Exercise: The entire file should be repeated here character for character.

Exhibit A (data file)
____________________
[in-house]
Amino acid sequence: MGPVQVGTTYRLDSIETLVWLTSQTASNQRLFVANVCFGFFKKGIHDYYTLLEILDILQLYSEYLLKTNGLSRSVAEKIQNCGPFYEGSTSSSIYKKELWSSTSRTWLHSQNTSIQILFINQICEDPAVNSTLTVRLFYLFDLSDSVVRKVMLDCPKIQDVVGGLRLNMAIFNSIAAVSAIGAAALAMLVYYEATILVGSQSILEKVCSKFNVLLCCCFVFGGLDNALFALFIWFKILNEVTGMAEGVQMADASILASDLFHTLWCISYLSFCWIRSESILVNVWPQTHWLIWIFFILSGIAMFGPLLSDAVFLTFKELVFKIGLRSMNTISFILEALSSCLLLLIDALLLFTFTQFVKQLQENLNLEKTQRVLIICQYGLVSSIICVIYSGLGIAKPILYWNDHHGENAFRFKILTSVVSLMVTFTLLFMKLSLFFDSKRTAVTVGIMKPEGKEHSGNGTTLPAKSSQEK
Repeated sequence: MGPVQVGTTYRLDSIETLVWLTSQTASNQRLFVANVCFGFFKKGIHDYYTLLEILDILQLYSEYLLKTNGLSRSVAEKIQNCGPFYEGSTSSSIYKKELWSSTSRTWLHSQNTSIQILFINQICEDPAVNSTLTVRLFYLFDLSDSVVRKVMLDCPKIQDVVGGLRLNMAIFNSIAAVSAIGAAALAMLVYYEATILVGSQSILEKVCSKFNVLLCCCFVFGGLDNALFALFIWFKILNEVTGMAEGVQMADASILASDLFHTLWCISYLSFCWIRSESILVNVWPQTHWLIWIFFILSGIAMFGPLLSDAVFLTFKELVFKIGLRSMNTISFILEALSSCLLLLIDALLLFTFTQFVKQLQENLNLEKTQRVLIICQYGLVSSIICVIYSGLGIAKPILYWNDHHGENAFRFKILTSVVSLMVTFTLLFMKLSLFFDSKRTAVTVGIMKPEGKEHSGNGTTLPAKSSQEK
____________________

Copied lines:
[in-house]
Amino acid sequence: MGPVQVGTTYRLDSIETLVWLTSQTASNQRLFVANVCFGFFKKGIHDYYTLLEILDILQLYSEYLLKTNGLSRSVAEKIQNCGPFYEGSTSSSIYKKELWSSTSRTWLHSQNTSIQILFINQICEDPAVNSTLTVRLFYLFDLSDSVVRKVMLDCPKIQDVVGGLRLNMAIFNSIAAVSAIGAAALAMLVYYEATILVGSQSILEKVCSKFNVLLCCCFVFGGLDNALFALFIWFKILNEVTGMAEGVQMADASILASDLFHTLWCISYLSFCWIRSESILVNVWPQTHWLIWIFFILSGIAMFGPLLSDAVFLTFKELVFKIGLRSMNTISFILEALSSCLLLLIDALLLFTFTQFVKQLQENLNLEKTQRVLIICQYGLVSSIICVIYSGLGIAKPILYWNDHHGENAFRFKILTSVVSLMVTFTLLFMKLSLFFDSKRTAVTVGIMKPEGKEHSGNGTTLPAKSSQEK
Repeated sequence: MGPVQVGTTYRLDSIETLVWLTSQTASNQRLFVANVCFGFFKKGIHDYYTLLEILDILQLYSEYLLKTNGLSRSVAEKIQNCGPFYEGSTSSSIYKKELWSSTSRTWLHSQNTSIQILFINQICEDPAVNSTLTVRLFYLFDLSDSVVRKVMLDCPKIQDVVGGLRLNMAIFNSIAAVSAIGAAALAMLVYYEATILVGSQSILEKVCSKFNVLLCCCFVFGGLDNALFALFIWFKILNEVTGMAEGVQMADASILASDLFHTLWCISYLSFCWIRSESILVNVWPQTHWLIWIFFILSGIAMFGPLLSDAVFLTFKELVFKIGLRSMNTISFILEALSSCLLLLIDALLLFTFTQFVKQLQENLNLEKTQRVLIICQYGLVSSIICVIYSGLGIAKPILYWNDHHGENAFRFKILTSVVSLMVTFTLLFMKLSLFFDSKRTAVTVGIMKPEGKEHSGNGTTLPAKSSQEK